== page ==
greater level of heroism, fearlessness, and power. You develop a sense
of your own resources. That journey takes much longer than you would
expect. The vajra master doesn’t want to give you any chance to play out
your trip. Otherwise, you might decide to reject your irritating and
overwhelming vajra master; you could deceptively internalize by saying,
“I don’t have to deal with that person anymore. I can just do it on my
point here is that, at the Vajrayana level, there is a great deal of
magic, power, and immense devotion. That devotion is different from
devotion in the theistic traditions. In this case faith and devotion are
based not on the sense of giving up or surrendering completely;
devotion here is taking on more things, taking all sorts of examples and
insight and power into yourself. At this point, you can actually be
initiated—that is precisely the word. You can be initiated or empowered.
The formal ceremony of empowerment in the Vajrayana is called an abhisheka. You can be abhisheka-ed, to coin a verb.
and devotion in the theistic traditions may have a remote quality.
Somebody is out there who will care for you, make you feel secure.
Everything is somewhat on an ethereal level, on the level of otherness.
The reason why lizards exist, the reason why snakes coil themselves, why
rivers run to the ocean, and why trees grow tall—the reason for all
this mysteriousness must be because of “him” or “it.”
belief actually keeps you from understanding real magic. It keeps you
from understanding how things come about or from finding out how you can
do something in your own way. When you think that the world must be
someone else’s work or creation, you begin to feel as though the whole
world is run by a gigantic corporation, including the weather. But we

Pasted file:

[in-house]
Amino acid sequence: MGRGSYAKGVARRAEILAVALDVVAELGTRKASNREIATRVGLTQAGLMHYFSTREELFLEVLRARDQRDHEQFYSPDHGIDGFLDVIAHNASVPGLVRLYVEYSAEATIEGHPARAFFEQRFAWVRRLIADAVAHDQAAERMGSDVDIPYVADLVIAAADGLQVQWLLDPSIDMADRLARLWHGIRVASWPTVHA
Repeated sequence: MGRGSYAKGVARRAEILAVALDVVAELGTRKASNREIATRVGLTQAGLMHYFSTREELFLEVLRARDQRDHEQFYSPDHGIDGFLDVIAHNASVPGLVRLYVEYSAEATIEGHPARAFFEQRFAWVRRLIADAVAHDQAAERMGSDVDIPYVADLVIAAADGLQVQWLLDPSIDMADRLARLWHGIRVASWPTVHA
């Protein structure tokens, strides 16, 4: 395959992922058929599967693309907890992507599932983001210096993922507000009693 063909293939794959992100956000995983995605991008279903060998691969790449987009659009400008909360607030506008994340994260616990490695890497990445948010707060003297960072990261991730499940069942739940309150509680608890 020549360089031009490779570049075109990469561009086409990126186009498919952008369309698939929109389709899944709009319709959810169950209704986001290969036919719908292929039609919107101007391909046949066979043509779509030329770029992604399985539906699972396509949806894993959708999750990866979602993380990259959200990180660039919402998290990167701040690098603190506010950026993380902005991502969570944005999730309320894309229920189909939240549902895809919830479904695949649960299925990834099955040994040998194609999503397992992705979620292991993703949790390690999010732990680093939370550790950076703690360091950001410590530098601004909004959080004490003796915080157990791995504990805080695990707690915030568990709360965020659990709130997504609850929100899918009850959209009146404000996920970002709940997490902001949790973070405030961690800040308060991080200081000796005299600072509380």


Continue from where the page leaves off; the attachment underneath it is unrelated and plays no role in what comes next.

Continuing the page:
run our own corporation, according to the nontheistic tradition of
Buddhism. In order to have complete access to our world, so that we can
run our own corporation, we need to have the vajra master give us
manuals, techniques, and instructions. And if we are playing dumb, if we
are not exuberant, he might actually put us into a very difficult
situation to wake us up.
together faith in the teacher is not worship; the teacher is not
particularly regarded as a link to God. The teacher is regarded as a
spiritual elder, spiritual friend, or vajra master. He or she has ways
and means to create situations in accordance with our own receptivity,
our own particular style, in order to waken our native intelligence. In
relating with the teacher, your critical input and surrendering work
together. They’re not working against each other. The more you get input
from the teacher and the phenomenal world and the more you develop, the
more, at the same time, you question. So there is a kind of dance
taking place between the teacher and yourself. You are not particularly
trying to switch off your questioning intelligence and switch on some
sort of mindless devotion. Rather, the two—cynicism and devotion—are
From the May 2012 Shambhala Sun magazine. Click here to browse the entire issue online.
Excerpted from Teachings on the Sadhana of Mahamudra,
to be published in 2012 by Shambhala Media. ©2012 Diana J. Mukpo. Used
by permission. Edited by Carolyn Rose Gimian, senior editor of the works
of Chögyam Trungpa.